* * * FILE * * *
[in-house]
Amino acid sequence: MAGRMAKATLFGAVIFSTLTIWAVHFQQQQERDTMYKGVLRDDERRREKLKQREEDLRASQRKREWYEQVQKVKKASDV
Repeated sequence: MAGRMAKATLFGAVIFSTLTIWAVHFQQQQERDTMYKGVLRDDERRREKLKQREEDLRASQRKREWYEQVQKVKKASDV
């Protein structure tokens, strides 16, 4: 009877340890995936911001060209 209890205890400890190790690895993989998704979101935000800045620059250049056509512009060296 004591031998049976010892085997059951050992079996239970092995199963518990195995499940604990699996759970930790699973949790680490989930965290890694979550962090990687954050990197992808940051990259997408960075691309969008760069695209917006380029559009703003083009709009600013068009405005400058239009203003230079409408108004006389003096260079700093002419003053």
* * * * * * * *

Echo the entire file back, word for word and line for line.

[in-house]
Amino acid sequence: MAGRMAKATLFGAVIFSTLTIWAVHFQQQQERDTMYKGVLRDDERRREKLKQREEDLRASQRKREWYEQVQKVKKASDV
Repeated sequence: MAGRMAKATLFGAVIFSTLTIWAVHFQQQQERDTMYKGVLRDDERRREKLKQREEDLRASQRKREWYEQVQKVKKASDV
């Protein structure tokens, strides 16, 4: 009877340890995936911001060209 209890205890400890190790690895993989998704979101935000800045620059250049056509512009060296 004591031998049976010892085997059951050992079996239970092995199963518990195995499940604990699996759970930790699973949790680490989930965290890694979550962090990687954050990197992808940051990259997408960075691309969008760069695209917006380029559009703003083009709009600013068009405005400058239009203003230079409408108004006389003096260079700093002419003053």